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The Good Place

Comparative Perspectives on Utopia - Proceedings of Synapsis: European School of Comparative Studies XI


Edited By Florian Mussgnug and Matthew Reza

Utopian literature provides a compelling vision of epistemological and moral clarity: a dream of harmony and justice. But in an age of surveillance, utopia is also the nightmare of a perfectly controlled, sealed and monitored world that leaves no room for ambivalence or discretion. In The Good Place, leading scholars of comparative literature explore this tension and examine the richness and diversity of utopian writing, from the genre’s earliest manifestations to the present. Utopia is seen as a tenacious force of the human imagination: a desire for renewal that manifests itself in the tension between social reality and the virtual worlds of unlived possibility. Notable for its engagement with a wide range of texts from different periods and national traditions, this book invites the reader to rethink ‘the good place’ from the specific perspective of literary studies and suggests that utopia, in the realm of fiction, is more than just a philosophical abstraction. Mediated by the experience of authors, characters and readers, utopian literature offers a transient but genuine experience of perfection, beyond the horizon of everyday lived experience.
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Alternate History: Travels to Elsewhen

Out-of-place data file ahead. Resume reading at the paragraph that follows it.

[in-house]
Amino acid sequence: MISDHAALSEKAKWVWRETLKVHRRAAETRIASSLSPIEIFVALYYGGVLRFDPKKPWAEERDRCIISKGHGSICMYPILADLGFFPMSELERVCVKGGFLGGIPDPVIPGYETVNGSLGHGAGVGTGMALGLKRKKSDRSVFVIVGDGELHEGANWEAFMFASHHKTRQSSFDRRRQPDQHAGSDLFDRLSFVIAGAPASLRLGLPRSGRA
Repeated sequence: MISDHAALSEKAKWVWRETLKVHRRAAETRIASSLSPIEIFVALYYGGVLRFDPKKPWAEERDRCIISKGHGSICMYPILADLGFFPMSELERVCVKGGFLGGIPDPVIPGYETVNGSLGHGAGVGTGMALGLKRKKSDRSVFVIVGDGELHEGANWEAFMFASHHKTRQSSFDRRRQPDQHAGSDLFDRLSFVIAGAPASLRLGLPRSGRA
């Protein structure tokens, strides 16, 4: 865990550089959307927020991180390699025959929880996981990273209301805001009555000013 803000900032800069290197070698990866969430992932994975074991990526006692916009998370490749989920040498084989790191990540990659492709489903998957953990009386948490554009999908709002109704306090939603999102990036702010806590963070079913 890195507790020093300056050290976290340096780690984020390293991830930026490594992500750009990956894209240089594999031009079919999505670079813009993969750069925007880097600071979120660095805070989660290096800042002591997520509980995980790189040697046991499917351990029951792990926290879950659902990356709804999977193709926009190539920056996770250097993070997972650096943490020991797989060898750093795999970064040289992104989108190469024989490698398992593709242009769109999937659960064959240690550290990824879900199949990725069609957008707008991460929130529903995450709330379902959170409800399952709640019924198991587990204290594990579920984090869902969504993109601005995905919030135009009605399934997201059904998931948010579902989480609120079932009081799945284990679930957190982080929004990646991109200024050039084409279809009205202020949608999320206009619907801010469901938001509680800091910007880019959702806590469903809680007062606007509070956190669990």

← 110 | 111 → SIMONA MICALI

What if the Nazis had won World War II? And if Columbus had not discovered the Americas? And how much would world history have been changed if Alexander the Great had not died so young? The answers to these and similar questions, whatever they are, imply an imaginary deviation from history as we know it; they compel us to speculate on a different historical development: what did not happen but could have happened. To define this kind of imaginative speculation, the French philosopher Charles Renouvier coined the term ‘uchronia’ from that of utopia: meaning – as the title of his work demonstrates1 – a utopia placed in time instead of in space, enclosing an imaginary portion of historical time instead of an imaginary portion of geographic space.

As a subgenre of literary utopia and science fiction, uchronia – also called ‘allohistory’, ‘counterfactual history’ or ‘alternate history’2 – offers ← 111 | 112 → a particularly interesting starting point for a critical reflection on utopia. In fact, if spatial utopia sets up a world which is completely separate from the one we live in, temporal utopia – uchronia – links the imaginary world to the real one. This can be accomplished in two ways. In the first case, the imaginary world is envisioned as a possible future version of our own world, which gives rise to the many futuristic utopias and dystopias of science fiction – starting with L’An 2440 (1770) by Sébastien Mercier, who is generally considered the inventor of this...

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